Rating: 4 stars
“Bad things will happen to you and they won’t be your fault. Life is a miserable shit-show for lots of very good people. Lots of very evil people have it easy in life. When bad things happen, it doesn’t help to blame yourself or wish you’d done something differently, or shake your fists at the sky. Accept that the bad things happened, but do not allow them to continue to hurt you. Bad things will also happen to you that will be your fault. Part of being Better is being able to tell the difference.”
I think this book is wonderful because it opens your mind to many topics such as suicide and anorexia. I think this book is told in a perfect perspective because if it was in anything other than first person, the message of this story would be completely different. I say this because no one else could know what goes on in the mind of someone who is mentally ill, no one but Matt himself.
Matt is a poor, gay, Jewish, anorexic teenage boy struggling his way through high school. His sister Maya has disappeared and his mother is hanging onto her job by a string. Matt is battling his own war within himself – his eating disorder, his romantic endeavors and the people he has encountered. Matt refuses to let go of the mystery of the disappearance of his sister, trying to make connections to why she left, and he realizes it connects to a boy named Tariq.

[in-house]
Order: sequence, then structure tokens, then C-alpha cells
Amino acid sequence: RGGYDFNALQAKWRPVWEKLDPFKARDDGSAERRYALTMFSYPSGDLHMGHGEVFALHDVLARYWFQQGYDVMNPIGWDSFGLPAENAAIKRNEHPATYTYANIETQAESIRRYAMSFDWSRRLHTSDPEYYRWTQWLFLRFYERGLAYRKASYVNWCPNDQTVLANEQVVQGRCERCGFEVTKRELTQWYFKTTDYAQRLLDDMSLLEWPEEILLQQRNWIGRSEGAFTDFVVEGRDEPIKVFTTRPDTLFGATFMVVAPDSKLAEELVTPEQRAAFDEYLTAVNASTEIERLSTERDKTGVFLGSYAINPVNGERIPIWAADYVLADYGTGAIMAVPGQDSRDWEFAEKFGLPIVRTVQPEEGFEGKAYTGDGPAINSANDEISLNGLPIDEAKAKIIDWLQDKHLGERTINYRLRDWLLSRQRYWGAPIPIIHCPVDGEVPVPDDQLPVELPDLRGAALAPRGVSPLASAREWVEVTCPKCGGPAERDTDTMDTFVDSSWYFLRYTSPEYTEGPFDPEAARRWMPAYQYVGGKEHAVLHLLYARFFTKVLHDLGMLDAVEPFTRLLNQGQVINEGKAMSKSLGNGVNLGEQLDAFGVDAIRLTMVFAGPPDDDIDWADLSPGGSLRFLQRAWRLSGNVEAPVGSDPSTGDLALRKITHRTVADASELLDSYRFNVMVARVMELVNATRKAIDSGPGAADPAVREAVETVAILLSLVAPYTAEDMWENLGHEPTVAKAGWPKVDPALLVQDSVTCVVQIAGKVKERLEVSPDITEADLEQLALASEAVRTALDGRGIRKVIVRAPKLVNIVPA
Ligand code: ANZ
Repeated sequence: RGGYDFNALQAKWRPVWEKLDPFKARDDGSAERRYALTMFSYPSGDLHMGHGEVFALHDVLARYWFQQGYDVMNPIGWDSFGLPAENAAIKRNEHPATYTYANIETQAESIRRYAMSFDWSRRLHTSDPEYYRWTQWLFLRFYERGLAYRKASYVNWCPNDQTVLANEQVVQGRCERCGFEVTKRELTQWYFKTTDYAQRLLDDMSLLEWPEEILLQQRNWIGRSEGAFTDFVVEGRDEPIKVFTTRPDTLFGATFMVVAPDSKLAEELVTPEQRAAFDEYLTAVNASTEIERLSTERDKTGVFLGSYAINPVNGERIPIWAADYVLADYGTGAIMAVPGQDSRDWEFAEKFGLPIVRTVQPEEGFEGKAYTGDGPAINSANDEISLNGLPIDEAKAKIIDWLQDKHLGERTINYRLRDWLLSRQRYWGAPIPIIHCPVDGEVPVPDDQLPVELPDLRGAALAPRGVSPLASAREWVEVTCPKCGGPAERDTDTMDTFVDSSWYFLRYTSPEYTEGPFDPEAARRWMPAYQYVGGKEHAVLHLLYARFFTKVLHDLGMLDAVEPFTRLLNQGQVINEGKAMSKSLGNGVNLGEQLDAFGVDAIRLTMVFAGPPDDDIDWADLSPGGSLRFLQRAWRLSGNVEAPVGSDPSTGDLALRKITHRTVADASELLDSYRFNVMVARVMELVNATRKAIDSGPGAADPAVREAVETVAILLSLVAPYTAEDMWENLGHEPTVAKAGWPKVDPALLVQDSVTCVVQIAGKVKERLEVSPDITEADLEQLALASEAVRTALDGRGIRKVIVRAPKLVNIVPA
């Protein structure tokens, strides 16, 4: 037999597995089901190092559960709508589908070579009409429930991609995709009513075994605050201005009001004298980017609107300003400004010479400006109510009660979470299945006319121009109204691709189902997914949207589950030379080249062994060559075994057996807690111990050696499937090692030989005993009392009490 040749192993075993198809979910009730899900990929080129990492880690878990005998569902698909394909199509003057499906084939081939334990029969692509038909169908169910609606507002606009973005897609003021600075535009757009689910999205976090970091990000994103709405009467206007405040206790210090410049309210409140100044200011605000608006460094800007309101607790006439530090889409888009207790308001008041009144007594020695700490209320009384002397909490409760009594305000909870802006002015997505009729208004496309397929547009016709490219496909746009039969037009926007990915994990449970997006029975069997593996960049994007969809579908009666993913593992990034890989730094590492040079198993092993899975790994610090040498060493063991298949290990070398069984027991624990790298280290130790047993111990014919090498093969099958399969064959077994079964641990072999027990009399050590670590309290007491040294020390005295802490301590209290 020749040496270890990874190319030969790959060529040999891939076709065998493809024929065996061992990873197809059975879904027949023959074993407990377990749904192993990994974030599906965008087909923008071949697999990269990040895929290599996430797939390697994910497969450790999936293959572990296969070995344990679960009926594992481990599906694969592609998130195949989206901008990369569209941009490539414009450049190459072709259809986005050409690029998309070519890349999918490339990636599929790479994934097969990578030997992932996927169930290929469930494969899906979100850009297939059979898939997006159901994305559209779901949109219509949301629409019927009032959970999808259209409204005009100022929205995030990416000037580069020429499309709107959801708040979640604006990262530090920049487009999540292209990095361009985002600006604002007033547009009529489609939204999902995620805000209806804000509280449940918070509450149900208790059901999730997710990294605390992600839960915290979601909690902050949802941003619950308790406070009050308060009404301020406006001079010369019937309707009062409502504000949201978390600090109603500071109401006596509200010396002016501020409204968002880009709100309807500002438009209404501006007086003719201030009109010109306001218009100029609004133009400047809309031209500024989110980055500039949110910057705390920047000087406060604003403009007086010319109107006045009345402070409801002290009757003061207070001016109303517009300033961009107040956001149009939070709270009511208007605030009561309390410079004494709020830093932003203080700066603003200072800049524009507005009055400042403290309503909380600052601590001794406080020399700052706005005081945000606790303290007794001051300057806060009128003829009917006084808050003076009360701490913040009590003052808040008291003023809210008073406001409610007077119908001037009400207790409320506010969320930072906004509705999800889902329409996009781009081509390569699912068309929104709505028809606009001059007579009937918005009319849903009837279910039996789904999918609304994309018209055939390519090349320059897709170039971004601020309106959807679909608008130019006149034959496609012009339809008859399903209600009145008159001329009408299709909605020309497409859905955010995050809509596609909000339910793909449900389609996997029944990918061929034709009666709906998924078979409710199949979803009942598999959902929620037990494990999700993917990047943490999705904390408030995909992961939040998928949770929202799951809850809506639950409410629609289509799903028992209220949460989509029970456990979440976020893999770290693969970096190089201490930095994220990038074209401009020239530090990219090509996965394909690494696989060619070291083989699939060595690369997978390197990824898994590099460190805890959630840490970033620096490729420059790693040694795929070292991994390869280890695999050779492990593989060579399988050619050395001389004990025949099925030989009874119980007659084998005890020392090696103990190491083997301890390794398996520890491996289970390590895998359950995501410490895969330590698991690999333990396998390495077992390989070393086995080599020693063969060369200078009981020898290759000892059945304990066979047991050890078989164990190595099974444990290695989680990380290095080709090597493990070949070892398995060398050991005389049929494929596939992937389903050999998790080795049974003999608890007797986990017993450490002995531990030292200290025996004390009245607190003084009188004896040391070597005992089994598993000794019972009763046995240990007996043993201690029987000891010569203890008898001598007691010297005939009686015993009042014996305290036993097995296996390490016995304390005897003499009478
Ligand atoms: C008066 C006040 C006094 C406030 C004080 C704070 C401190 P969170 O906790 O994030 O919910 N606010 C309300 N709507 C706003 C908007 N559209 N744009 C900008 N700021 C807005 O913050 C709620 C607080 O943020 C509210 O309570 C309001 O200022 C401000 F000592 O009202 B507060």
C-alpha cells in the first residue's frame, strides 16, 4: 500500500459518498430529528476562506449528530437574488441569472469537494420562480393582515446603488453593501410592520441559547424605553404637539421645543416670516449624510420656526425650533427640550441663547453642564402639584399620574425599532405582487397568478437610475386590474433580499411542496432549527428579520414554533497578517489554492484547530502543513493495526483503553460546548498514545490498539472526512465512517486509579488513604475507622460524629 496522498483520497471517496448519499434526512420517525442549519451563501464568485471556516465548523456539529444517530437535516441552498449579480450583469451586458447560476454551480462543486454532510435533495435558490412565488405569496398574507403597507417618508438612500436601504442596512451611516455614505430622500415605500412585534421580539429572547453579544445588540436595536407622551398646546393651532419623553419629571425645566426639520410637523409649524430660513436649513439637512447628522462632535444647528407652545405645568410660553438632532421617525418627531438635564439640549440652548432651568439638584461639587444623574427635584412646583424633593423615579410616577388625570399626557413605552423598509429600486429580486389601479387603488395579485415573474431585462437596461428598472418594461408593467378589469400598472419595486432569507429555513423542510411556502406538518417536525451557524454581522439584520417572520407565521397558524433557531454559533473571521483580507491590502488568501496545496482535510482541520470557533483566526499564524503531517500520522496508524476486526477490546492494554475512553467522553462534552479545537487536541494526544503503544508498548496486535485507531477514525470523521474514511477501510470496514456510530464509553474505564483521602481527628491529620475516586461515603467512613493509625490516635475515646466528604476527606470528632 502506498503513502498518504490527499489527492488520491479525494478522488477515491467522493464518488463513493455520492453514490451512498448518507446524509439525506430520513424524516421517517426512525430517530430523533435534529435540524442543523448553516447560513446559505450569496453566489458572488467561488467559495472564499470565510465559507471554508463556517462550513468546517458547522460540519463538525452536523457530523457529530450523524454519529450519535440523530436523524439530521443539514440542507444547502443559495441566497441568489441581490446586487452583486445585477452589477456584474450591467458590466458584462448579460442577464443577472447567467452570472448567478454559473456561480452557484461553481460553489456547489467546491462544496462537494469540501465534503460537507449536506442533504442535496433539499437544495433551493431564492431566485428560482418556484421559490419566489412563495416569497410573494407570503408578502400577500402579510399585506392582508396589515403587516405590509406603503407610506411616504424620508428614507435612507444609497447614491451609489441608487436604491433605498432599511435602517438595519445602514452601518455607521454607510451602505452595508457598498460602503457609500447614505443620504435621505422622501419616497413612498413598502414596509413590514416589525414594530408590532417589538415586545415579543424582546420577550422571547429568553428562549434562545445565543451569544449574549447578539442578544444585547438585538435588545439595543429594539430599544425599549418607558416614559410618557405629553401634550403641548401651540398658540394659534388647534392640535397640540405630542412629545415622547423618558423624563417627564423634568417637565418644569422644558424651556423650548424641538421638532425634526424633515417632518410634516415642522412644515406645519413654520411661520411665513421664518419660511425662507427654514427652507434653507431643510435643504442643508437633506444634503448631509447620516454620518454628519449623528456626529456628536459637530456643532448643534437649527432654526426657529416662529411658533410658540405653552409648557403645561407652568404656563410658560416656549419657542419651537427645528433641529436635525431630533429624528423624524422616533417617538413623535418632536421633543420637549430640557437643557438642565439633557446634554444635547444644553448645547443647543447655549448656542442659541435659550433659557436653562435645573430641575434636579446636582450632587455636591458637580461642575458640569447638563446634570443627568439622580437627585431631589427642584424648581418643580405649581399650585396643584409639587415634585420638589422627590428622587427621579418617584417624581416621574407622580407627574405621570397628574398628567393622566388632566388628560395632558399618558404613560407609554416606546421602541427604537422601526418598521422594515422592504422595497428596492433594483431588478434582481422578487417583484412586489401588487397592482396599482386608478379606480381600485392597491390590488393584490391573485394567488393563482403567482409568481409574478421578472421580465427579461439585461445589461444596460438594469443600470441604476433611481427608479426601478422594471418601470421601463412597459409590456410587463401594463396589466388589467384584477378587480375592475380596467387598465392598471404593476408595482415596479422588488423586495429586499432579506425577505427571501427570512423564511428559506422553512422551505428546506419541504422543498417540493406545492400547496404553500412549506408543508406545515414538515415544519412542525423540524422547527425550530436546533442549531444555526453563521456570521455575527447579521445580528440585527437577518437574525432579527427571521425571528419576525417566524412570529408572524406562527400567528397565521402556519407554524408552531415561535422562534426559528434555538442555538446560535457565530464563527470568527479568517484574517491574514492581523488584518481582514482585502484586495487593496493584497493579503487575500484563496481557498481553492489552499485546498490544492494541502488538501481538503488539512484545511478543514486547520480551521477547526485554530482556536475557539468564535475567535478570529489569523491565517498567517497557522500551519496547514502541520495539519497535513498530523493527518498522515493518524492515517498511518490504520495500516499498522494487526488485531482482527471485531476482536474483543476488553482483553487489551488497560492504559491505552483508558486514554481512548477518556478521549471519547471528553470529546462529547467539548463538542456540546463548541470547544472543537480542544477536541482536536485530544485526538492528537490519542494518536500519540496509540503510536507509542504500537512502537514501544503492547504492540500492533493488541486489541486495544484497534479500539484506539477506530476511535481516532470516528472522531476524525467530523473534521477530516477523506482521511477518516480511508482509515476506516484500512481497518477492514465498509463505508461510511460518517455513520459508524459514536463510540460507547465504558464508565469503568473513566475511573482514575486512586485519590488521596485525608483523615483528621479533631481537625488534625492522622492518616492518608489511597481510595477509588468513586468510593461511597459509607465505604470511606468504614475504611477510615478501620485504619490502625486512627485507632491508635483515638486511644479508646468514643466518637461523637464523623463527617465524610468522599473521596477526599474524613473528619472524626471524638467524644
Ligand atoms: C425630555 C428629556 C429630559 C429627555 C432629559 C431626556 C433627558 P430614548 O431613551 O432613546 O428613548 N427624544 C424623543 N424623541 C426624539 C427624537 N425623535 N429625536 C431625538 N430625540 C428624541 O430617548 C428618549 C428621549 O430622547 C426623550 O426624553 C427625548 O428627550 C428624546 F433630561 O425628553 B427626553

Matt is so desperate to figure out the world, and himself included. As the book progresses, he begins to lose himself because of his mind and his belief that his eating disorder gives him special abilities.
“The strongest people aren’t the ones who are born strong. They’re the ones who know what it’s like to be weak and have a reason to get stronger. The ones who’ve been hurt. Who’ve had things they love taken from them. The ones with something to fight for.”
I appreciated the fact that the author made a male character have an eating disorder because not many people in society think that boys can develop eating disorders, so I think he makes a good depiction of the eating disorder itself. Matt tries to use it as a coping mechanism for him to distract himself from his surroundings. He believes that he has complete control over his body, but only for the amount of time then things start to slowly unravel and get out of hand.
His relationship with Tariq is special, I liked how they were together but when Matt really needed help, I think it was best for them to be a part because he needed to figure out how he can control himself with his eating and taking on another person, in my opinion probably would have been too much for him to take.
I didn’t like the sudden appearance of his sister, and I understand that she had her story but I feel like the way she came back was sudden because she came back right as Matt was in the hospital, getting help.
Overall, I really enjoyed this book, and I thought it was accurate to someone who has an eating disorder.
“This is the hardest rule. The one I still have to keep repeating. The one I accept, on an intellectual level, but still cannot truly believe. Your body is just a thing. Whether it’s strong or weak or beautiful or ugly is all in your head. In your mind.”